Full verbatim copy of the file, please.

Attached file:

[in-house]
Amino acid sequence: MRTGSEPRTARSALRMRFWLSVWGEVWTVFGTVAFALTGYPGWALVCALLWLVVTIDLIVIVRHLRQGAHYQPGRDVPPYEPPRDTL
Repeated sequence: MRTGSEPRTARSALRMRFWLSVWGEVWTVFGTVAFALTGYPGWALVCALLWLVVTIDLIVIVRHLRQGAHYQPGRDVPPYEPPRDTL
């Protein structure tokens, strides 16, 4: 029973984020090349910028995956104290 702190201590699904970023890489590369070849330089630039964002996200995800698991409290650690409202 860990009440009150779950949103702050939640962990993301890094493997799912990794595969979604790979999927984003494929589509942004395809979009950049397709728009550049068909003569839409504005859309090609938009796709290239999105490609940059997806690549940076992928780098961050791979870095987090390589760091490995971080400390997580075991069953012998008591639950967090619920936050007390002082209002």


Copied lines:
[in-house]
Amino acid sequence: MRTGSEPRTARSALRMRFWLSVWGEVWTVFGTVAFALTGYPGWALVCALLWLVVTIDLIVIVRHLRQGAHYQPGRDVPPYEPPRDTL
Repeated sequence: MRTGSEPRTARSALRMRFWLSVWGEVWTVFGTVAFALTGYPGWALVCALLWLVVTIDLIVIVRHLRQGAHYQPGRDVPPYEPPRDTL
């Protein structure tokens, strides 16, 4: 029973984020090349910028995956104290 702190201590699904970023890489590369070849330089630039964002996200995800698991409290650690409202 860990009440009150779950949103702050939640962990993301890094493997799912990794595969979604790979999927984003494929589509942004395809979009950049397709728009550049068909003569839409504005859309090609938009796709290239999105490609940059997806690549940076992928780098961050791979870095987090390589760091490995971080400390997580075991069953012998008591639950967090619920936050007390002082209002």